• Extension of FIX half-life with pegylation or fusion with the human IgG1 Fc-domain or albumin has resulted half-lives of 85 to 105 hours, with dosing every 7-14 days in clinical trials [7]. EHL FIX have a clear advantage compared to standard FIX products, and EHL FIX will allow for once weekly dosing in most patients. EHL FIX products has been reported to be effective and well tolerated, with an adverse event profile as expected in PUPs with HB [9].

2.3 Non-factor replacement therapy

  • Emicizumab is the first non-factor product for hemophilia A to reach the market, approved for prophylaxis in all age groups, in patients with moderate or severe hemophilia A with or without inhibitors.

  • Emicizumab is monoclonal antibody binding FIX and FX and thereby playing the role of FVIII in the coagulation cascade. It is administered subcutaneously once weekly to every second or fourth week. Steady state is reached after the first month with loading dose.

  • Emicizumab cannot stand alone as monotherapy, as patients eventually will need supplemental on demand treatment with FVIII in case of trauma or surgery.

  • The effect of emicizumab is not readily measured with standard coagulation assays. Emicizumab concentration can be indirectly measured with a modified FVIII OSA or Chromogenic assay with human reagents. ROTEM/TEG are used to some extent in all Nordic centers.

  • Emicizumab prophylaxis may be associated with adverse events such as thrombosis, thrombotic microangiopathy, anti-drug antibody development, breakthrough bleeds and loss of efficacy [10,11].

  • It is an unsolved question how to maintain FVIII tolerance during emicizumab treatment in patients who have been successfully tolerized to FVIII, and how to avoid de novo inhibitor development. The Nordic centers do not routinely continue regular FVIII exposure after switch to emicizumab in non-inhibitor patients.

  • Emicizumab is reimbursed in all Nordic countries in hemophilia A with inhibitors. In Sweden and Finland emicizumab is reimbursed in all patients with severe hemophilia A. In Denmark, reimbursement in non-inhibitor patients is restricted to patients where factor replacement is not possible, e.g., venous access does not allow for sufficient prophylaxis with factor replacement to avoid breakthrough bleeds. Emicizumab is not reimbursed in non-inhibitor patients in Norway.


  • Recombinant rather than plasma derived products should be preferred when available. In families with high risk of inhibitors, the choice should be discussed (see chapter Inhibitors).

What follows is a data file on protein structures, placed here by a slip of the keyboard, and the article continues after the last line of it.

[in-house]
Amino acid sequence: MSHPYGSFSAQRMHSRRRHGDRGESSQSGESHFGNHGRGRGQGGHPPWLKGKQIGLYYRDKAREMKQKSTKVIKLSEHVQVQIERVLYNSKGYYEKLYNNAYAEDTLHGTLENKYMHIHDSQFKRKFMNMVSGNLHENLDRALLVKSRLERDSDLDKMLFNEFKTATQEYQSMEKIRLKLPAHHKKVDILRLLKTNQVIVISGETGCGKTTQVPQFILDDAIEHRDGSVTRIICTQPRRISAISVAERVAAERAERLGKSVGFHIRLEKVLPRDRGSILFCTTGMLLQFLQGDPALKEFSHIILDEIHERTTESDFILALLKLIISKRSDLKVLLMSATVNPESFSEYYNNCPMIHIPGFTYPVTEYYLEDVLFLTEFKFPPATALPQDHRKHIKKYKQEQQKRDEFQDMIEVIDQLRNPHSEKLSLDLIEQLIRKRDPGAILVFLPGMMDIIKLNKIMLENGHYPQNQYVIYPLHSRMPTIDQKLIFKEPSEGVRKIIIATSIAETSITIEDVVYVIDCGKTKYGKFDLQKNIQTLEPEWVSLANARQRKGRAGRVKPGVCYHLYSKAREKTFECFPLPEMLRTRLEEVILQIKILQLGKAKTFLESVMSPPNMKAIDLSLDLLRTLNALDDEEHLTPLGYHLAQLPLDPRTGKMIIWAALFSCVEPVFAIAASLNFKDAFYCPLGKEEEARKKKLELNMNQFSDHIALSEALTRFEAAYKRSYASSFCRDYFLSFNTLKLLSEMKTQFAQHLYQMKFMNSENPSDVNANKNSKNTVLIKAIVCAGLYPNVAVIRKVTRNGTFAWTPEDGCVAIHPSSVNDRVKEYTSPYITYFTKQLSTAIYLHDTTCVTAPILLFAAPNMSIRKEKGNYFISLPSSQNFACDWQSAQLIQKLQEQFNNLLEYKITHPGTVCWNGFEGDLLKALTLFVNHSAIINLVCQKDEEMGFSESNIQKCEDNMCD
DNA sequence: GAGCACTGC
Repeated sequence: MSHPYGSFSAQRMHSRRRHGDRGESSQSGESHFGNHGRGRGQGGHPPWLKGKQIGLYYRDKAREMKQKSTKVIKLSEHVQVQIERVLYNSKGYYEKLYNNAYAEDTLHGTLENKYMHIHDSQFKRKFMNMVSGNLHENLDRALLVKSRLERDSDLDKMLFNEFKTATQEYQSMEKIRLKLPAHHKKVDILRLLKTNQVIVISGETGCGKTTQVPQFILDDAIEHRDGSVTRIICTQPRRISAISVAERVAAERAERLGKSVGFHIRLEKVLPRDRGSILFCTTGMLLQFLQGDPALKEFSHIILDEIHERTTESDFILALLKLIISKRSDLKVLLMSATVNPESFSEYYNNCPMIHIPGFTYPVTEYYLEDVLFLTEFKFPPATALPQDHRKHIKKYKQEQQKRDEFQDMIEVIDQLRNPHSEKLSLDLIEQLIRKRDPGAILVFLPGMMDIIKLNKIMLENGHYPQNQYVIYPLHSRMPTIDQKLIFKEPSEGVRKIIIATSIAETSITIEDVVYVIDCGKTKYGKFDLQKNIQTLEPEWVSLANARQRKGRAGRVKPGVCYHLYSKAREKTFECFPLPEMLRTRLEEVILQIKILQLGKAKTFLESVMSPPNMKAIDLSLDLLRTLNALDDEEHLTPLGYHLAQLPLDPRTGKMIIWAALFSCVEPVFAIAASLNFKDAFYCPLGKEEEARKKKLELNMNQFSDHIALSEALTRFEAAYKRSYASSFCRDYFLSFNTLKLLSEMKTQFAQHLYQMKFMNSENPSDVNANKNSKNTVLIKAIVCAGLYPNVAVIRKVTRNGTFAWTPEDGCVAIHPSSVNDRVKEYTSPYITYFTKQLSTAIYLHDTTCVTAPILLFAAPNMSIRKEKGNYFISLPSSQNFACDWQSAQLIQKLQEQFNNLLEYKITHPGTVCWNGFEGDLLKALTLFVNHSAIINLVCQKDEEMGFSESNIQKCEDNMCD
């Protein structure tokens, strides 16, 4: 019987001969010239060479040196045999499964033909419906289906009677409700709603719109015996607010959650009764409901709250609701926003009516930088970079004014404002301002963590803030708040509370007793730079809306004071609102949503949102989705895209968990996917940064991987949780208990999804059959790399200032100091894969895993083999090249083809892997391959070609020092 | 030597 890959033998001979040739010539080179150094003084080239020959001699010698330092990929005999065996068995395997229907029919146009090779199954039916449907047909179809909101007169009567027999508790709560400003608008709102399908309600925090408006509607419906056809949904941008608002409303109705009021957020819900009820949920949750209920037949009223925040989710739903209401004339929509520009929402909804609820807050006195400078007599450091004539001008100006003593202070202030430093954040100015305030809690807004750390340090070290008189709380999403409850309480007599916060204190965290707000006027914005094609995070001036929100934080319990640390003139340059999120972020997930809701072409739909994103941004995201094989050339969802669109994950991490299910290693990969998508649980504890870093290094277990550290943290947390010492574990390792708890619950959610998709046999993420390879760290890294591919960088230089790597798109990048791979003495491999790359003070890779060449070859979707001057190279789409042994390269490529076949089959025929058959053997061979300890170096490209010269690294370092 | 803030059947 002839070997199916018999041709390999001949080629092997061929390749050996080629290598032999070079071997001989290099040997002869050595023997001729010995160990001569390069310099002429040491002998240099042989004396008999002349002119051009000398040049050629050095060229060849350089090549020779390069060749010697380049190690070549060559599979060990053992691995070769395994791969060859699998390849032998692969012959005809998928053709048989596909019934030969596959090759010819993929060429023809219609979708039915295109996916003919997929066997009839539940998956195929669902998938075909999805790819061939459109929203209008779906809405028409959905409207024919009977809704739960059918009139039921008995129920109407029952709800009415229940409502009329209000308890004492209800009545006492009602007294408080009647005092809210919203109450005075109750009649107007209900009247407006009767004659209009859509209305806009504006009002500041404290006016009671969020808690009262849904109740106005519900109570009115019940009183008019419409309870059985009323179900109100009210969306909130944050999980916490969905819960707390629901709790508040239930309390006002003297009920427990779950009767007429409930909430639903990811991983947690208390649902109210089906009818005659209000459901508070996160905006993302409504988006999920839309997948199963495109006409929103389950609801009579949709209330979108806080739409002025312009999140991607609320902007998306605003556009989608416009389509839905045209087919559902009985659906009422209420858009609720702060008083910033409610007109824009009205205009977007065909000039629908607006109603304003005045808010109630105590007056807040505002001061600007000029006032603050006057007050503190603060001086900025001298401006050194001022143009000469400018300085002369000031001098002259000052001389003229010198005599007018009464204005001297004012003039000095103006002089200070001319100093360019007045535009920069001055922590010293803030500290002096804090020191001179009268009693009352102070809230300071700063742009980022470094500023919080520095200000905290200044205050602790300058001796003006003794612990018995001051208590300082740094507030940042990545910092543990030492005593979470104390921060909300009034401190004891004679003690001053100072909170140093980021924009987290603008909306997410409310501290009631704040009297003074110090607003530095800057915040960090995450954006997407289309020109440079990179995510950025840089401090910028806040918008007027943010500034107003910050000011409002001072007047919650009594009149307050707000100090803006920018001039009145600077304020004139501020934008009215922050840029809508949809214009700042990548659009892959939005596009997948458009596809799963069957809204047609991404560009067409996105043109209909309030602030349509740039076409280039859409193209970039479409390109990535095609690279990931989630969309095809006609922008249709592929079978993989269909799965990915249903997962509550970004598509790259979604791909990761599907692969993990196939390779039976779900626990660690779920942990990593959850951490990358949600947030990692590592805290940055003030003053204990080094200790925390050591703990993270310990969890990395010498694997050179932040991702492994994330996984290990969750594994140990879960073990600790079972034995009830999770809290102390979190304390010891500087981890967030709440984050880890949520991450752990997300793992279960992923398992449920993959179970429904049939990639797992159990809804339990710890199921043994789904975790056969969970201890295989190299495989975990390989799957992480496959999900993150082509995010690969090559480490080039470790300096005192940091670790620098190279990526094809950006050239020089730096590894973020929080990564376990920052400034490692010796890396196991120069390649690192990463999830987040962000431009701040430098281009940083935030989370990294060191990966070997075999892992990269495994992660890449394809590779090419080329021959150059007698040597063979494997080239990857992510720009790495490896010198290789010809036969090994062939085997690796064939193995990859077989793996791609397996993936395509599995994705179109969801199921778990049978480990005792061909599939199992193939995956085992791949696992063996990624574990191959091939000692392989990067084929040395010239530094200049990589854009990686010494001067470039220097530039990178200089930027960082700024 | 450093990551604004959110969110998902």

• EHL is recommended for prophylaxis in PUP’s.


  • FVIII EHL is recommended to improve troughs. In less active patients, FVIII EHL can be considered to reduce frequency of injections.


  • FIX EHL is recommended for most patients with hemophilia B, especially when there are break through bleeds on prophylaxis with standard FIX, or adherence issues.


  • Emicizumab is recommended for prophylaxis in patients with hemophilia A and inhibitors (see chapter Inhibitors).


  • When reimbursed, it is recommended to discuss the choice of emicizumab prophylaxis in non-inhibitor patients.


  • Adjusting intervals to use whole vials of emicizumab is recommended when possible.

3 Initiating prophylaxis with factor products

  • A large multicenter study comparing three different prophylaxis regimens, i.e. 1) full early prophylaxis, 2) early initiation with increasing frequency as soon as possible (asap) and 3) starting and increasing frequency according to bleeding phenotype, showed that the full early prophylaxis was most effective in prevention of joint bleeds before the age of four years (32% full vs. 27% asap and 8% phenotype), though at the cost of using most CVADs (88% full vs. 34% asap and 22% phenotype) [5]. Full-scale prophylaxis also offers almost complete protection against intracranial hemorrhage (ICH) [12].

  • An early therapeutic approach is initiated by giving a dose of FVIII around 25 IU/kg once or twice a week, or FIX around 50 IU/kg once a week via a peripheral vein, with the aim of increasing the frequency of administration as soon as possible. It is common to apply anesthetic cream to the skin of the child to minimize pain.

  • The aim is full scale prophylaxis. For hemophilia A, that corresponds to a dose of 20-40 IU/kg standard FVIII every second day, or at least three times weekly, or 20-50 IU/kg EHL FVIII two or three times weekly. For hemophilia B the dose is 30-40 IU/kg standard FIX every third day, or twice weekly, or 30-50 IU/kg EHL FIX once weekly.

3.1 CVAD

  • Achieving venous access via a peripheral vein will be successful in most cases. However, with difficulties with venous access it may be necessary to consider a central venous access device (CVAD) – usually a subcutaneous fully implanted central venous catheter (port). In fact, current practice differs and in Finland and Denmark where most PUP’s used to get ports.